When it comes to your summer beauty routine, three little letters hold a lot of importance: "SPF." More than 2 million people are diagnosed with skin cancer every year in the United States, and if you’re going to be spending any time in the summer sun, using products that contain SPF is the best way to protect yourself. Wearing SPF can also help prevent signs of aging like wrinkles and sun spots. Though a large variety of makeup, including foundation, powder, BB cream, and tinted lip balm, now includes SPF, is a single morning application of an infused product going to give you the same benefit as using sunscreen? The answer is no.
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The issue isn't whether or not the product actually contains SPF, but rather how it's applied. "In general if the product carries an SPF number it has to be tested by the FDA, so theoretically, if the product carries an SPF 30 on it then yes, you are getting an SPF 30 as it is defined by the FDA," Dr. Ava Shamban, a dermatologist and author of "Heal Your Skin,” tells Yahoo Shine. "Since you need a large dollop of sunscreen to attain the SPF promised, you would look like a painted face at best or like you had just emerged from a mud bath at worst to guarantee the SPF on the label."
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Dr. Heidi A Waldorf, director of laser and cosmetic dermatology at the Mount Sinai Medical Center, agrees that most women don't get the coverage they need from SPF makeup. “The problem is when we’re applying makeup we’re not applying it to our ears, to our neck, and to our décolletage," she says. "When you’re using a bronzer with SPF, are you using it everywhere or just on your cheekbones? I don’t count that as sunblock — I think of those products as a bonus. And remember, you also have to reapply throughout the day.”
Both dermatologists advise applying sunblock to your face at least every two hours when you’re outdoors and immediately after sweating or getting wet. And if you’re relying only on that morning application of SPF makeup, that’s simply not enough coverage. “If you apply SPF foundation to the point where it’s completely opaque, then it’s great, but no one wears that,” says Waldorf.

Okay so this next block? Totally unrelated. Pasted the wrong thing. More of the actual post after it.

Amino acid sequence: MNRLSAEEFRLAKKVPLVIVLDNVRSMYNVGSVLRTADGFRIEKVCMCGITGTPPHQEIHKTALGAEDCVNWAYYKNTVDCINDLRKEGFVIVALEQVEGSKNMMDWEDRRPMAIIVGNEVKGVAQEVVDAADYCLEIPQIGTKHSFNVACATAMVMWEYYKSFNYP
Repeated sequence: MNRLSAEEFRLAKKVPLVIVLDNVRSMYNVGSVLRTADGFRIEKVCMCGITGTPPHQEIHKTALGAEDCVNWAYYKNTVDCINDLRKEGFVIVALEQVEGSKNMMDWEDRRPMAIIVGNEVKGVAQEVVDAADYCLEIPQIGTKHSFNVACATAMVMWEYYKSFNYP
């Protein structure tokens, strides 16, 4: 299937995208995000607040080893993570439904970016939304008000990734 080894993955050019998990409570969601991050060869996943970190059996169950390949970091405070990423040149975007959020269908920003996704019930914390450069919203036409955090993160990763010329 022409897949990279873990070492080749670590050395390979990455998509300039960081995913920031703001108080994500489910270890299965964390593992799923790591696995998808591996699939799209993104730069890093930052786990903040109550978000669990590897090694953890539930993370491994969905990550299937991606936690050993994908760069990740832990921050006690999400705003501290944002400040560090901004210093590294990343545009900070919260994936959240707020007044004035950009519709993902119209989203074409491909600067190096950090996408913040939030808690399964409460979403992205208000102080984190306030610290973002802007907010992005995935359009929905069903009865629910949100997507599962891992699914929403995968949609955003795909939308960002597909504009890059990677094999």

The absolute best and safest way to protect your face is with sunscreen, and any SPF makeup should be supplemental. In both cases you should look for products labeled as offering "broad spectrum" coverage (per the new FDA monograph) that block out UVA and UVB rays. It's the UVB rays, says Shamban, that turn your skin red and affect the top layers of skin, while the UVA rays penetrate to the fat layer and are more responsible for photo damage and premature aging, though both can cause skin cancer. Both dermatologists suggest looking for the highest SPF possible in sunscreen and in makeup. “Usually you’re putting on less than you need, so SPF 30 might be somewhere between 7 and 15,” says Waldorf. "If you use enough and rub it in thoroughly, you’ll have adequate sun protection."
As for how often you should be wearing sunscreen, you need it on your face every single day, even in the winter, say both experts. For the most effective application, apply right after washing your face or taking a shower so that it can best penetrate the skin. And there's no excuse not to commit to daily sunblock these days. "There are so many products out there — creams, lotions, gels, serums — that have sun protection,” says Waldorf, who swears by Elta MD UV Clear Broad-Spectum SPF. “It’s easy — just one or two pumps. You can add additional moisture over it or find a daily moisturizer with added SPF from your favorite cosmetic or sunblock company so you won’t need separate products."
When you're looking for a good-quality SPF makeup to layer on top, Shamban suggests broad-spectrum formulas from bareMinerals, La Mer, and Neutrogena. Waldorf advises touching up midday with Colorscience Sunforgettable Loose Mineral Sunscreen Brush SPF 30, which you can apply over a full face of makeup. And don’t forget the lips! Waldorf likes Neutrogena lipgloss with sun protection, but even high-end brands like YSL make lipstick with SPF. That means remembering to reapply should come easily.
Sunscreen won’t lose its effectiveness when you apply makeup on top, so doubling up can be great, but slathering on various SPFs doesn't always add up to better protection. “If you layer sunscreens — for example, an SPF 15 plus an SPF 30 — it does not add up to an SPF 45. In fact, it appears that you might dilute the higher SPF with using a lower SPF on top."
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